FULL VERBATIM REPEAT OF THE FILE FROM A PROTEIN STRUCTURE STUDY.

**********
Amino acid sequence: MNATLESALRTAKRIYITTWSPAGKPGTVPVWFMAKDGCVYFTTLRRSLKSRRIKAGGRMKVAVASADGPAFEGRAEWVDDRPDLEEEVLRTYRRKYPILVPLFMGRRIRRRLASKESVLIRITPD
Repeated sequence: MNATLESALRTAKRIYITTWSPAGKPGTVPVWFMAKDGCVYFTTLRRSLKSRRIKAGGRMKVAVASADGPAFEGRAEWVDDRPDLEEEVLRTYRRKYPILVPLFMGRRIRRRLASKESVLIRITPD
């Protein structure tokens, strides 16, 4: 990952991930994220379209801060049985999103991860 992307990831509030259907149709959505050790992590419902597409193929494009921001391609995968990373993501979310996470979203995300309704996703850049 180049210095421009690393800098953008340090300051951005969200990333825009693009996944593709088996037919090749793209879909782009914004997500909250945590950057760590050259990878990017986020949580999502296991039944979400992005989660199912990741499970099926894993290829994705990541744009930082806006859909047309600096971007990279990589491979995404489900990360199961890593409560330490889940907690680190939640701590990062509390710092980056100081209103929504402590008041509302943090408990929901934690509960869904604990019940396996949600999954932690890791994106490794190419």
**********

Amino acid sequence: MNATLESALRTAKRIYITTWSPAGKPGTVPVWFMAKDGCVYFTTLRRSLKSRRIKAGGRMKVAVASADGPAFEGRAEWVDDRPDLEEEVLRTYRRKYPILVPLFMGRRIRRRLASKESVLIRITPD
Repeated sequence: MNATLESALRTAKRIYITTWSPAGKPGTVPVWFMAKDGCVYFTTLRRSLKSRRIKAGGRMKVAVASADGPAFEGRAEWVDDRPDLEEEVLRTYRRKYPILVPLFMGRRIRRRLASKESVLIRITPD
């Protein structure tokens, strides 16, 4: 990952991930994220379209801060049985999103991860 992307990831509030259907149709959505050790992590419902597409193929494009921001391609995968990373993501979310996470979203995300309704996703850049 180049210095421009690393800098953008340090300051951005969200990333825009693009996944593709088996037919090749793209879909782009914004997500909250945590950057760590050259990878990017986020949580999502296991039944979400992005989660199912990741499970099926894993290829994705990541744009930082806006859909047309600096971007990279990589491979995404489900990360199961890593409560330490889940907690680190939640701590990062509390710092980056100081209103929504402590008041509302943090408990929901934690509960869904604990019940396996949600999954932690890791994106490794190419």